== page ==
technophilic and survivalist.

Ever since the Darwinian revolution, this survivalist view has seemed the only scientifically respectable possibility. Yet it remains

unsatisfying. It leaves too many riddles unexplained. Human

language evolved to be much more elaborate than necessary for basic survival functions. From a pragmatic biological viewpoint,

art and music seem like pointless wastes of energy. Human morality and humor seem irrelevant to the business of finding food and avoiding predators. Moreover, if human intelligence and creativity were so useful, it is puzzling that other apes did not evolve them.

Even if the survivalist theory could take us from the world of

natural history to our capacities for invention, commerce, and knowledge, it cannot account for the more ornamental and

enjoyable aspects of human culture: art, music, sports, drama,

comedy, and political ideals. At this point the survivalist theories usually point out that along the transverse lies the Central Park

Learning Center. Perhaps the ornamental frosting on culture's

cake arose through a general human ability to learn new things. Perhaps our big brains, evolved for technophilic survivalism, can

be co-opted for the arts. However, this side-effect view is equally

unsatisfying. Temperamentally, it reflects nothing more than a Wall Street trader's contempt for leisure. Biologically, it predicts

that other big-brained species like elephants and dolphins should have invented their own versions of the human arts. Psychologically, it fails to explain why it is so much harder for us to learn mathematics than music, surgery than sports, and rational science than religious myth.

I think we can do better. We do not have to pretend that everything interesting and enjoyable about human behavior is a side-effect of some utilitarian survival ability or general learning capacity. I take my inspiration not from the Central Park Learning Center on the north side of the transverse but from the Ramble on the south side. The Ramble is a 37-acre woodland hosting 250 species of birds. Every spring, they sing to attract sexual partners. Their intricate songs evolved for courtship. Could some of our puzzling human abilities have evolved for the same function?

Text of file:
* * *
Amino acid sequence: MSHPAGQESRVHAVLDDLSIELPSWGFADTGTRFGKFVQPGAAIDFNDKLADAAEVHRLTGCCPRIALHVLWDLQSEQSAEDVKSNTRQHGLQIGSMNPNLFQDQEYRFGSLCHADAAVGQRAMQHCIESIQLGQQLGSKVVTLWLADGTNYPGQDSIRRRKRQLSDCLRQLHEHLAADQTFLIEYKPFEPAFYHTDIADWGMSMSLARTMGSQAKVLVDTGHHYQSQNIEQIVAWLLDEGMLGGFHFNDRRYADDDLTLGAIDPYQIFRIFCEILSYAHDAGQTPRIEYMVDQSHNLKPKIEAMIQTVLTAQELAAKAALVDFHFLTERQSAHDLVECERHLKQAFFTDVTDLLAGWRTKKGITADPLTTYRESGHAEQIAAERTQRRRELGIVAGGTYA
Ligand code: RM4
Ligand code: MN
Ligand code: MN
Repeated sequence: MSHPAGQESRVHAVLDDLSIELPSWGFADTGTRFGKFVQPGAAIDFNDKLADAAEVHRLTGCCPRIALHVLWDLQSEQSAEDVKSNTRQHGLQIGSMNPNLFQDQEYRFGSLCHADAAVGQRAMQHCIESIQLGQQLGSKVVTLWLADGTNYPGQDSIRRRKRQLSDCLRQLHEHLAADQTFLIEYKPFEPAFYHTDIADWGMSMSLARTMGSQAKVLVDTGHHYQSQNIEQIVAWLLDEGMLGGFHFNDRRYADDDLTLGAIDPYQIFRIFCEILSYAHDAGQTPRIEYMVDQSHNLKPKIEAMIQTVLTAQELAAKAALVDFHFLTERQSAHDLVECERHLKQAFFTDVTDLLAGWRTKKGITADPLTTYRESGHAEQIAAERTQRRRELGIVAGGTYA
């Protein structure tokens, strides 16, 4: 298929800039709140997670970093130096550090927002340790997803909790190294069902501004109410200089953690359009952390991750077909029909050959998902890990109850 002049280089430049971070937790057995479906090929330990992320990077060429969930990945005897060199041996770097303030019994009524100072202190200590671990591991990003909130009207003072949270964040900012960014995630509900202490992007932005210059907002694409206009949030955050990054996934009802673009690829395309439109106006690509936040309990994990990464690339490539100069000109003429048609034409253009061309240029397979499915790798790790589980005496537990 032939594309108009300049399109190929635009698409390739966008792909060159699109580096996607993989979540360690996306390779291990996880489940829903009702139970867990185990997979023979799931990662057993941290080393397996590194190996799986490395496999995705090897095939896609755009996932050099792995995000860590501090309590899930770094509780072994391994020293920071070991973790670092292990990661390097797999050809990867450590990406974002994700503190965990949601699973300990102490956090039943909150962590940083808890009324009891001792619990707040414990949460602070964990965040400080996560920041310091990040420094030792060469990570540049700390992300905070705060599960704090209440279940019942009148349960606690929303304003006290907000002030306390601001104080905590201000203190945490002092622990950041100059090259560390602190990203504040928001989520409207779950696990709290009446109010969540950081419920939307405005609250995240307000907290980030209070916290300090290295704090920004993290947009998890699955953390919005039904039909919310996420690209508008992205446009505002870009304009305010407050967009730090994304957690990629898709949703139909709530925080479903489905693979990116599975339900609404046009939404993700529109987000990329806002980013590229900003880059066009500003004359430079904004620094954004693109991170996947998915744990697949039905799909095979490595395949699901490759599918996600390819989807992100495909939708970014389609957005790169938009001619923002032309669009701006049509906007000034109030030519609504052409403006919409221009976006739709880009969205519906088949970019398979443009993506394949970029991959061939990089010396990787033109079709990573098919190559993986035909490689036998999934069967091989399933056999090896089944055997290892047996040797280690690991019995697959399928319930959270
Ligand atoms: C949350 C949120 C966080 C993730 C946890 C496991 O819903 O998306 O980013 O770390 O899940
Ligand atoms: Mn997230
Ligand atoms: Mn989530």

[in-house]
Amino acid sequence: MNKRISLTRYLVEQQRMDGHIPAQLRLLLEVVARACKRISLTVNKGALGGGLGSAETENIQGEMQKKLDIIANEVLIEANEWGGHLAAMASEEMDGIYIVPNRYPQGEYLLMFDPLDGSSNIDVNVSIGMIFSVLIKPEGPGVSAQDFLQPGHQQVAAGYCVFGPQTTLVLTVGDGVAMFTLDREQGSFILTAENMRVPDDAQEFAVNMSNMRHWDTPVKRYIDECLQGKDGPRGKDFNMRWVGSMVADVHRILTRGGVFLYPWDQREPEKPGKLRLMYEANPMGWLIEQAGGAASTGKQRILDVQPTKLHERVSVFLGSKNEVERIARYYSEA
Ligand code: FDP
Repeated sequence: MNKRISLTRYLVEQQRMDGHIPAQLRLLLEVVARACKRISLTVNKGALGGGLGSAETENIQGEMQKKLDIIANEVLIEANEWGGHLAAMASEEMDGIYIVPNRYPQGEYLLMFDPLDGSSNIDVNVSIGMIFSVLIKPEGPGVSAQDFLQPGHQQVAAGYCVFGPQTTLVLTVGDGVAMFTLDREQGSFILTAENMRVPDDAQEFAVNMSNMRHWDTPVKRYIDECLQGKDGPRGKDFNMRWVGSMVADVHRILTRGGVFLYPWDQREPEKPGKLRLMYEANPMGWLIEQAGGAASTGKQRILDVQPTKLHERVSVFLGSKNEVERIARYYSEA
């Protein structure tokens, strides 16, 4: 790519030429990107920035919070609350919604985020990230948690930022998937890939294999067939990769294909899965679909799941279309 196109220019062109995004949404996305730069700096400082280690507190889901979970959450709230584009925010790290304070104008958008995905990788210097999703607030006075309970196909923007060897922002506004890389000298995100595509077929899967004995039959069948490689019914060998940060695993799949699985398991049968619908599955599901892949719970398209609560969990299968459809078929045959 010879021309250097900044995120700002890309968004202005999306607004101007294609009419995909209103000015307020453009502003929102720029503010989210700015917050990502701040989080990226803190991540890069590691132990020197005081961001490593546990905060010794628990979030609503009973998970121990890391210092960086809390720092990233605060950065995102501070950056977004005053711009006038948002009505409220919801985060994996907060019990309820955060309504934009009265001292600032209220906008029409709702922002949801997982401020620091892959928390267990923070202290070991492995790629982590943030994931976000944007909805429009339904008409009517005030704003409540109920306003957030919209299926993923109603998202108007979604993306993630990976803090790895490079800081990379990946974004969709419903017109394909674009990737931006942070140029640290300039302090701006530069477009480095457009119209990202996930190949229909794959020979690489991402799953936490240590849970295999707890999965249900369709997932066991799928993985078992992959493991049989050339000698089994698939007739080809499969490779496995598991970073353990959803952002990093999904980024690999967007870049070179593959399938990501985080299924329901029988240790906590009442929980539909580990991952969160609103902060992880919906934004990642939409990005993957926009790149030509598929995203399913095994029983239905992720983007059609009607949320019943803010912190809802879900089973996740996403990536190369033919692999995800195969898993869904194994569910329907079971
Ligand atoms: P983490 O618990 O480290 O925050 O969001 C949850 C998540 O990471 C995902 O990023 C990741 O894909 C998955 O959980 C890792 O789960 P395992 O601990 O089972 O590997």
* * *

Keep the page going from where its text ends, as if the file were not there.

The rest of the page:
A Mind for Courtship
This book proposes that our minds evolved not just as survival machines, but as courtship machines. Every one of our ancestors managed not just to live for a while, but to convince at least one sexual partner to have enough sex to produce offspring. Those proto-humans that did not attract sexual interest did not become our ancestors, no matter how good they were at surviving. Darwin realized this, and argued that evolution is driven not just by natural selection for survival, but by an equally important process that he called
sexual selection through mate choice.
Following his insight, I shall argue that the most distinctive aspects of our minds evolved largely through the sexual choices our ancestors made.